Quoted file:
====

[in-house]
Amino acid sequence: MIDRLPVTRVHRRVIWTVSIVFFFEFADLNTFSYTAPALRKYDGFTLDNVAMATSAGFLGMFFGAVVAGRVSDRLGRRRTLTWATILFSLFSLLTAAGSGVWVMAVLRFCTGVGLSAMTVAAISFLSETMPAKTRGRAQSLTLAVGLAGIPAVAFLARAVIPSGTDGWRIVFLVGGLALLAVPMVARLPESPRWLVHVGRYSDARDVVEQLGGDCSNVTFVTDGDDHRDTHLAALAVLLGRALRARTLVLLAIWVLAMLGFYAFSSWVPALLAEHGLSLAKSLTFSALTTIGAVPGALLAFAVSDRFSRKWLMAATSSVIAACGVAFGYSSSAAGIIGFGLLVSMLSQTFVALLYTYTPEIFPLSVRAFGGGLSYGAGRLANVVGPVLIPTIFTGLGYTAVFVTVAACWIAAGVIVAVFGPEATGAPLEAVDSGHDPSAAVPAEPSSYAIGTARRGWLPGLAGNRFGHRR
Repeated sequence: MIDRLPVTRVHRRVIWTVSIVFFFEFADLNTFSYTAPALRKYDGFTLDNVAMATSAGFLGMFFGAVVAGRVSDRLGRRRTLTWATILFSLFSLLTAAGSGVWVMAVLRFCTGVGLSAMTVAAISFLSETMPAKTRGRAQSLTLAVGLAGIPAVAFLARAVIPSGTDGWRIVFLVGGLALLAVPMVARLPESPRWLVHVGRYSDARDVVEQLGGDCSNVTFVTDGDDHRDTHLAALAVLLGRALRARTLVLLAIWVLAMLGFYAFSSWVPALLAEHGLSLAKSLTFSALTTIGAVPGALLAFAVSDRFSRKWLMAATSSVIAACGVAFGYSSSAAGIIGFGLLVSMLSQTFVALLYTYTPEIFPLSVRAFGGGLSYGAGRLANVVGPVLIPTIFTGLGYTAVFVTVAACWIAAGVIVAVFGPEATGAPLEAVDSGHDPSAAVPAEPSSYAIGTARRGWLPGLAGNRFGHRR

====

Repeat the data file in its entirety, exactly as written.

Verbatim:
[in-house]
Amino acid sequence: MIDRLPVTRVHRRVIWTVSIVFFFEFADLNTFSYTAPALRKYDGFTLDNVAMATSAGFLGMFFGAVVAGRVSDRLGRRRTLTWATILFSLFSLLTAAGSGVWVMAVLRFCTGVGLSAMTVAAISFLSETMPAKTRGRAQSLTLAVGLAGIPAVAFLARAVIPSGTDGWRIVFLVGGLALLAVPMVARLPESPRWLVHVGRYSDARDVVEQLGGDCSNVTFVTDGDDHRDTHLAALAVLLGRALRARTLVLLAIWVLAMLGFYAFSSWVPALLAEHGLSLAKSLTFSALTTIGAVPGALLAFAVSDRFSRKWLMAATSSVIAACGVAFGYSSSAAGIIGFGLLVSMLSQTFVALLYTYTPEIFPLSVRAFGGGLSYGAGRLANVVGPVLIPTIFTGLGYTAVFVTVAACWIAAGVIVAVFGPEATGAPLEAVDSGHDPSAAVPAEPSSYAIGTARRGWLPGLAGNRFGHRR
Repeated sequence: MIDRLPVTRVHRRVIWTVSIVFFFEFADLNTFSYTAPALRKYDGFTLDNVAMATSAGFLGMFFGAVVAGRVSDRLGRRRTLTWATILFSLFSLLTAAGSGVWVMAVLRFCTGVGLSAMTVAAISFLSETMPAKTRGRAQSLTLAVGLAGIPAVAFLARAVIPSGTDGWRIVFLVGGLALLAVPMVARLPESPRWLVHVGRYSDARDVVEQLGGDCSNVTFVTDGDDHRDTHLAALAVLLGRALRARTLVLLAIWVLAMLGFYAFSSWVPALLAEHGLSLAKSLTFSALTTIGAVPGALLAFAVSDRFSRKWLMAATSSVIAACGVAFGYSSSAAGIIGFGLLVSMLSQTFVALLYTYTPEIFPLSVRAFGGGLSYGAGRLANVVGPVLIPTIFTGLGYTAVFVTVAACWIAAGVIVAVFGPEATGAPLEAVDSGHDPSAAVPAEPSSYAIGTARRGWLPGLAGNRFGHRR